Rum from small American craft distilleries doesn’t often garner the best reputation from lovers of sugar cane spirits, and it’s not really hard to see why. The fact of the matter is that many small distilleries make basic rums, because it’s technically not very difficult to make something that qualifies under the U.S. definition of “rum.” Especially for a young distillery that is just getting its feet under it, an unaged white rum is a no-brainer, and very little often differentiates these rums from the vodkas being produced by those same distilleries—both products tend to be very neutrally flavored and inexpensive to produce. Rum geeks, meanwhile, end up being burned by these bland rums, eventually coming to associate quality exclusively with rum produced outside of the country, in regions such as the Caribbean and Central America.
There are, however, some American producers out there with a true passion for traditionally produced rum, who have focused solely on bringing this kind of rum to the U.S. Montanya Distillers, for instance, has focused solely on rum in Colorado since 2008, and has branched out in some interesting, experimental directions. In Washington, D.C., meanwhile, Thrasher’s Rum is still a newer kid on the block in a national sense, but they’re also making a very legitimate exploration of rum, America’s original colonial spirit. With an award-winning, tropical concept bar called Tiki TNT attached, they’ve quickly made themselves into D.C. fixture, but owner Todd Thrasher has his eyes set on making Thrasher’s Rum into a thriving national brand. And he’s doing it with an eye toward subtlety that is distinctly unusual among those making flavored rum brands, such as spiced or coconut rum.
Curious about where the Thrasher’s Rum brand might be headed, I sat down for a tasting of four of their core products, and the newly released aged product known as “Relaxed Rum.”
Like all of Thrasher’s rums, this is from a base of molasses and raw turbinado sugar, fermented and then distilled twice, first in a pot still and then a column still. In the 80 proof white rum (all the core brands are 80 proof), this yields a surprisingly “rummy” result, rather than the very neutral or vodka-like white rums that tend to proliferate at small American distilleries.
The nose on Thrasher’s White Rum has a light grassiness that gives it a fresher feel, with hints of green banana or plantain. There’s also something a bit more toasty and confectionery, with hints of nougat or marshmallow, and vanilla highlights. It’s not especially bursting with character in comparison with an unaged rum from say, Jamaica or Guyana, but you wouldn’t mistake this for vodka either, which is nice.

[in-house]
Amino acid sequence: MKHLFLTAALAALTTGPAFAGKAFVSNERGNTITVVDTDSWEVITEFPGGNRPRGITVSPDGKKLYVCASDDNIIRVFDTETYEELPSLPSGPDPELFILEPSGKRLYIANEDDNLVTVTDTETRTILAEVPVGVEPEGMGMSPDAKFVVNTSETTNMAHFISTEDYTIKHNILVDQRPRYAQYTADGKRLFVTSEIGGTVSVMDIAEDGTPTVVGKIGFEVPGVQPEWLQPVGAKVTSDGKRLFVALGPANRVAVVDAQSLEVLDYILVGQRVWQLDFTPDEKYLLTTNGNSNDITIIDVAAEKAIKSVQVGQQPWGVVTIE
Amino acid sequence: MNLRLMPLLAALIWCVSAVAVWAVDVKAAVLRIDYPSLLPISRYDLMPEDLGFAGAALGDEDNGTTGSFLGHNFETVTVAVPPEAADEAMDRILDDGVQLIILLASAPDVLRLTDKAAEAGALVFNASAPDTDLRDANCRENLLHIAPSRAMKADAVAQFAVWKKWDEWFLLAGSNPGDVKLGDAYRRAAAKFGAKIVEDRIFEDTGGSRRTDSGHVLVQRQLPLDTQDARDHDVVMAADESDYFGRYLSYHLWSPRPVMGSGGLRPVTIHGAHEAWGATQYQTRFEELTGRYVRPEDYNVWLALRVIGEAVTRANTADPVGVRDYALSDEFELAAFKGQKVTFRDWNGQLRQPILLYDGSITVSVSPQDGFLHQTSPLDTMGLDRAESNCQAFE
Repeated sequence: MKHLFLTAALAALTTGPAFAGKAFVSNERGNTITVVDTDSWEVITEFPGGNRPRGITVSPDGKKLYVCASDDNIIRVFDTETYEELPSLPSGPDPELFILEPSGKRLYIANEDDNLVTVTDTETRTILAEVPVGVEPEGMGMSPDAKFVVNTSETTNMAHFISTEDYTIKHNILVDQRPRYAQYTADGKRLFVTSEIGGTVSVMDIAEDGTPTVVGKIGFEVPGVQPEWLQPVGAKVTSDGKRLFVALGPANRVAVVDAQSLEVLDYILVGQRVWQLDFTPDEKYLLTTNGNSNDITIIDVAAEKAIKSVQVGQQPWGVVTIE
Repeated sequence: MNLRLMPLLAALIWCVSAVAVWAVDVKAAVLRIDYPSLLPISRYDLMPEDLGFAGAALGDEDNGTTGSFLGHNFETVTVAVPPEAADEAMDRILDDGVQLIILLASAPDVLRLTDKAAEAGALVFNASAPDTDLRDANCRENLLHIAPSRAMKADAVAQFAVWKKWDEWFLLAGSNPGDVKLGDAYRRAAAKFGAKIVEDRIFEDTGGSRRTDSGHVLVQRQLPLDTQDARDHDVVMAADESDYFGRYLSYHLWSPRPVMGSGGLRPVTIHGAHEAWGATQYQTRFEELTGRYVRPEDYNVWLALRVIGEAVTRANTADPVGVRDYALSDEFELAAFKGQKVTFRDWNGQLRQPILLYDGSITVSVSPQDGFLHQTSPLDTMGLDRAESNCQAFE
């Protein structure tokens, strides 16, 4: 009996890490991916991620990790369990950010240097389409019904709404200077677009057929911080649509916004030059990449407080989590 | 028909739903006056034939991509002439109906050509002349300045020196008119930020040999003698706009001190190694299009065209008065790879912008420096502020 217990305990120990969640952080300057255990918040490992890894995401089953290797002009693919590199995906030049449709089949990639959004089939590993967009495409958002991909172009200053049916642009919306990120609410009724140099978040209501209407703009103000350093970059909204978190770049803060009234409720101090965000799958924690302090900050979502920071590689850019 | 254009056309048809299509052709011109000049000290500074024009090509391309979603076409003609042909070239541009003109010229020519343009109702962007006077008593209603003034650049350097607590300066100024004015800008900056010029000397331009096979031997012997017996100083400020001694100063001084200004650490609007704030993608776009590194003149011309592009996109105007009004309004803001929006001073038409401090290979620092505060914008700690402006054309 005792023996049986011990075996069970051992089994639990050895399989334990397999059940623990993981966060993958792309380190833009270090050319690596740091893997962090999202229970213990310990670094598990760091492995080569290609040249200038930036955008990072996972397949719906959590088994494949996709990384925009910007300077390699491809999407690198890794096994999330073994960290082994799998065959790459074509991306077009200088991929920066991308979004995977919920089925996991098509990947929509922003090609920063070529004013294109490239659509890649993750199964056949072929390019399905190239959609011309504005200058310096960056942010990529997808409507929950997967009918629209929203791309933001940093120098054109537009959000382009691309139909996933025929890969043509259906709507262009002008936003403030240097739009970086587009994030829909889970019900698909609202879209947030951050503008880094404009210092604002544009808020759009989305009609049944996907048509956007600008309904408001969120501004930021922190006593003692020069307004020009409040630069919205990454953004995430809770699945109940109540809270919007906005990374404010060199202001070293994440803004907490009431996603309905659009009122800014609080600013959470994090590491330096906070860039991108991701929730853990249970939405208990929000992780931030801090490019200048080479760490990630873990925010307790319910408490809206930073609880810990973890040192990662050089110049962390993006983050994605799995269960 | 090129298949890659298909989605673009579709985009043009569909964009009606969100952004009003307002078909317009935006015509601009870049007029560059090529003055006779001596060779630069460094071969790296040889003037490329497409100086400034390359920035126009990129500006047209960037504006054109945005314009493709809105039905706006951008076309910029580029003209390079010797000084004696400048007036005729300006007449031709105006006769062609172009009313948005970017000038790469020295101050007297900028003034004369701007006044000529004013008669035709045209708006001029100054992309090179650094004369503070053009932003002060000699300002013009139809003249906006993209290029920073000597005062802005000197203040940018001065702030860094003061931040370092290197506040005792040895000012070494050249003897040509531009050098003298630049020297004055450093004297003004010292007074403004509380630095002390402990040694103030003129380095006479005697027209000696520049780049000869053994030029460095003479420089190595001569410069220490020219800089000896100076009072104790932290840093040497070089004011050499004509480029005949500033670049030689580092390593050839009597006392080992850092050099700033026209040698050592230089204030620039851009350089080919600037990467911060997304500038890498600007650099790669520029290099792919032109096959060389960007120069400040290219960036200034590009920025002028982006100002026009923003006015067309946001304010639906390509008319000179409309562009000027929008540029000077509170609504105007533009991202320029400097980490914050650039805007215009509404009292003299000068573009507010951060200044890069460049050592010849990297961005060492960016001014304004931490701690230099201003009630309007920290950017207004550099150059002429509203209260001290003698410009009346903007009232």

On the palate, Thrasher’s White Rum maintains a mild sweetness, and there’s definitely vanilla tones here, to the point that you’d think it had been lightly aged and then filtered to remove color. It’s generally on the neutral side, but there are flashes of grass and something like under-ripe pineapple that keep things interesting. The flavors aren’t bombastic, but it has a nicely integrated, mild sweetness, with a pleasantly round texture. All in all, a good, all-purpose white rum. I prefer something a bit punchier for my daiquiris, but this would have myriad mixing possibilities. Certainly, an obvious choice for something like a mojito.
The company refers to this one as their flagship, which is fascinating to me—if this is actually what they sell the most of, then I’m very impressed they’ve managed to get their most unique concept over with the audience. Consumers can be hesitant with flavor profiles they don’t recognize, and “botanical rum” is still pretty unusual to see.
Regardless, this basically a rum that has been infused with gin-like botanicals—perhaps not juniper specifically, but Thrasher’s calls out lemon verbena, lemongrass, lemon balm, mint, green cardamom and lime peels as some of the components. They give it a really intriguing nose that is resinous, spicy and subtle all at once. There are herbaceous notes, floral notes and spice notes that evoke pink peppercorn, giving the nose an almost amaro-like quality.
On the palate, this one is initially grassy and resinous, but there’s a fresh burst of mint that carries through into a new level, with an almost menthol-like cooling effect. There’s also some spice, with peppery notes and the cinnamon-like warmth of cardamom. A mild sweetness balances the bittering elements in the more herbaceous flavors. All in all, it’s a really successful experiment, and definitely something one should obviously try with tonic. I’d be curious to see it applied toward other classic, gin-based tiki drinks such as the Saturn as well.